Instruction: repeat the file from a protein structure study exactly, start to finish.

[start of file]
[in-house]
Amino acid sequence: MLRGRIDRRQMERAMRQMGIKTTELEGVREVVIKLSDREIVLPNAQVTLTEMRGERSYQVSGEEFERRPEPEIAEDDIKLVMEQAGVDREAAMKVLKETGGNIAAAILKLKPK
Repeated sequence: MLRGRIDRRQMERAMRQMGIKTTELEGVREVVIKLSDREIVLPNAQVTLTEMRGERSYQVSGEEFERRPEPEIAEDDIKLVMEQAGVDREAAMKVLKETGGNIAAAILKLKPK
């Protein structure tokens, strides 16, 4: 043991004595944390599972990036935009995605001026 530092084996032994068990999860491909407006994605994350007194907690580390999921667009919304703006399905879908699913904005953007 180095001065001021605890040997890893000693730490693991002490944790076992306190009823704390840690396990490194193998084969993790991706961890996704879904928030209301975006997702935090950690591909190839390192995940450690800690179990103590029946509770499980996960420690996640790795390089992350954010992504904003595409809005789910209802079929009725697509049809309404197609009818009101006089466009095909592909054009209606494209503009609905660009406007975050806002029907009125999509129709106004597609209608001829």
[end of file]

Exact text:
[in-house]
Amino acid sequence: MLRGRIDRRQMERAMRQMGIKTTELEGVREVVIKLSDREIVLPNAQVTLTEMRGERSYQVSGEEFERRPEPEIAEDDIKLVMEQAGVDREAAMKVLKETGGNIAAAILKLKPK
Repeated sequence: MLRGRIDRRQMERAMRQMGIKTTELEGVREVVIKLSDREIVLPNAQVTLTEMRGERSYQVSGEEFERRPEPEIAEDDIKLVMEQAGVDREAAMKVLKETGGNIAAAILKLKPK
């Protein structure tokens, strides 16, 4: 043991004595944390599972990036935009995605001026 530092084996032994068990999860491909407006994605994350007194907690580390999921667009919304703006399905879908699913904005953007 180095001065001021605890040997890893000693730490693991002490944790076992306190009823704390840690396990490194193998084969993790991706961890996704879904928030209301975006997702935090950690591909190839390192995940450690800690179990103590029946509770499980996960420690996640790795390089992350954010992504904003595409809005789910209802079929009725697509049809309404197609009818009101006089466009095909592909054009209606494209503009609905660009406007975050806002029907009125999509129709106004597609209608001829």